Before the 34-hour restart study has even gotten started, it’s already drawing criticism from a lawmaker who is calling for steps to ensure confidence in the study’s validity and objectivity.
Rep. Richard Hanna, R-N.Y., sent a letter to Department of Transportation Secretary Anthony Foxx calling out the agency’s decision in selecting Virginia Tech Transportation Institute to conduct the study.
“It’s surprising and troubling that the department once again hired Virginia Tech Transportation Institute to complete this study, as this is the same entity which conducted a highly criticized 2011 study on hours of service for commercial truck drivers,” Hanna wrote to Foxx.
“While I fundamentally disagree with the department awarding the study to VTTI, I respectfully recommend that you support four specific actions that would increase congressional and stakeholder confidence in the final study product.”
Hanna recommends that there should be a peer review team for the VTTI study, and that team should be selected by the Committee on Truck and Bus Safety of the National Academies Transportation Research Board and staff of relevant congressional committees. He contends this will show a commitment on the part of the DOT that objective analysis of the data will actually happen.
Beyond review of the research, Hanna also made recommendations related to driver selection for the study, to the number of overnights included during restarts and collection of “safety critical event” data.
Hanna pressed the agency to make sure that the drivers participating in the study were “truly representative of the industry.”
As teed up, VTTI is recruiting drivers who routinely work between 60 and 70 hours per week and who typically work at night.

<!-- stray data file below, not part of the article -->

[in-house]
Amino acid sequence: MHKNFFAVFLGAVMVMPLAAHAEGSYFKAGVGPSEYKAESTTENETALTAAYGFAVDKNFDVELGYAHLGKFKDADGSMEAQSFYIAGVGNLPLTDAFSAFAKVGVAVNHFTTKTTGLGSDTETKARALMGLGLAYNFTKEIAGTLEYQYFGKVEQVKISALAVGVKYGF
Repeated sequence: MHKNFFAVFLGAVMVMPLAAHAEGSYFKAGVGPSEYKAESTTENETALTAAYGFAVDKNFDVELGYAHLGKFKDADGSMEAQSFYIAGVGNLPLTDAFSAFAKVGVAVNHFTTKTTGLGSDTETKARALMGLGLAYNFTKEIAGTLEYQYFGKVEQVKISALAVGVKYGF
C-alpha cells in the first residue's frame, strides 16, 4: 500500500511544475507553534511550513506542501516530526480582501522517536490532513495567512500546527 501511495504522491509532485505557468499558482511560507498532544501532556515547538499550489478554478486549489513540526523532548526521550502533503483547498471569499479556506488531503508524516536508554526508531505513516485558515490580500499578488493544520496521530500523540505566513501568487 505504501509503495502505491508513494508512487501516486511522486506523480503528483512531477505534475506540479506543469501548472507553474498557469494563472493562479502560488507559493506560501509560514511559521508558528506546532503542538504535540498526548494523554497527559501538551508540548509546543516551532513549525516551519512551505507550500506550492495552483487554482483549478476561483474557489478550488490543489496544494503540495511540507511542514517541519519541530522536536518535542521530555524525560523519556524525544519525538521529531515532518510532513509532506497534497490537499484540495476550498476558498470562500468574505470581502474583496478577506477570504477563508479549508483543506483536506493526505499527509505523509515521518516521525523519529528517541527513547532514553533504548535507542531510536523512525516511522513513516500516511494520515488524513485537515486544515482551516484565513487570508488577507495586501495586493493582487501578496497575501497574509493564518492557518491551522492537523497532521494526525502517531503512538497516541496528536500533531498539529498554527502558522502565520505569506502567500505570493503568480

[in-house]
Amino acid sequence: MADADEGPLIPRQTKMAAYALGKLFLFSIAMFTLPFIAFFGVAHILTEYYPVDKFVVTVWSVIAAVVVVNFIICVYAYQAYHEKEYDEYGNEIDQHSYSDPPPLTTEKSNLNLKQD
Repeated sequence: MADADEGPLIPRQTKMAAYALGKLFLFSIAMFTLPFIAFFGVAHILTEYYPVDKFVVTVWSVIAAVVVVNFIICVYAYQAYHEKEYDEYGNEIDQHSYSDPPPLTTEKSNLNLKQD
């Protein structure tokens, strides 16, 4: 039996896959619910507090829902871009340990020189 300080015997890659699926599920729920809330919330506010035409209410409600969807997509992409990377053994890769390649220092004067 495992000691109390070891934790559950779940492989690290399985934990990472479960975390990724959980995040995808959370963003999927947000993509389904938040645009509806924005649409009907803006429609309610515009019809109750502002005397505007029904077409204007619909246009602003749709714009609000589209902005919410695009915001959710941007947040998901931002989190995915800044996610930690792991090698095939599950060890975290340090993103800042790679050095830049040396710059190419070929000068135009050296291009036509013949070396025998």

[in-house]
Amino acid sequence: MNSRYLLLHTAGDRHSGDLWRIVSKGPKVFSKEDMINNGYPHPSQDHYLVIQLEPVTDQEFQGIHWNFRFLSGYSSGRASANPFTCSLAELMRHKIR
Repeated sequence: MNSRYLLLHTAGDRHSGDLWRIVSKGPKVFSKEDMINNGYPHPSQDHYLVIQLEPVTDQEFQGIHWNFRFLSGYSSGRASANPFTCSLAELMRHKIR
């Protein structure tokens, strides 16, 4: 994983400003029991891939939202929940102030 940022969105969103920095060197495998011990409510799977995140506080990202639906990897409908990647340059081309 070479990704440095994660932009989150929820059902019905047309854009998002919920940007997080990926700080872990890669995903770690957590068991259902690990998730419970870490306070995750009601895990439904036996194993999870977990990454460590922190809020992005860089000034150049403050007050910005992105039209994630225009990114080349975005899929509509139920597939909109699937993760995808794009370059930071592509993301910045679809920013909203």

“This is concerning because it indicates that the researchers do not understand how the 34-hour restart is being used in practice,” Hanna wrote. “Most drivers use the restart not to maximize weekly work hours, but rather as a record-keeping tool to make it easier to log hours and to ensure that operational flexibility comes at the start of their workweek. … More typical truck drivers must be included in the research.”
Moving to what is actually being tracked and studied, Hanna wants VTTI and the DOT to limit the number of overnights in a restart. Currently, the plan is to compare restarts with one overnight to restarts with two or more overnights.
“This is consistent with the previous flawed restart field study that was criticized by stakeholders. If the research is indeed intended to study the relative benefits and drawbacks of the two rules, then restarts of more than two nights are not representative of the actual restart restrictions being studied,” Hanna wrote.
The lawmaker also wants a “safety critical event” data collected specifically from 5 a.m. to 9 a.m.
“I have heard from constituents and industry stakeholders that the 2013 restart rule forces additional drivers onto the road during the morning rush when children are traveling to school, workers are commuting, and there is generally higher traffic level on our roads,” Hanna wrote. “The impact of more commercial drivers on our roads during this window of time must be honestly assessed in order for the study to be legitimate and reflective of the real-world application of the restart rules.”
The Owner-Operator Independent Drivers Association has been critical of much of the research conducted by the agency in recent years and appreciates Hanna taking the initiative to hold the agency to a higher standard.
“We greatly appreciate Rep. Hanna’s direct and thorough comments we agree that while truckers are held to an extremely high standard by FMCSA, the agency appears to be totally missing the mark with this study. Regulatory impact studies should truly investigate the issues at hand and be representative of our nation’s trucking industry,” said OOIDA Executive Vice President Todd Spencer.
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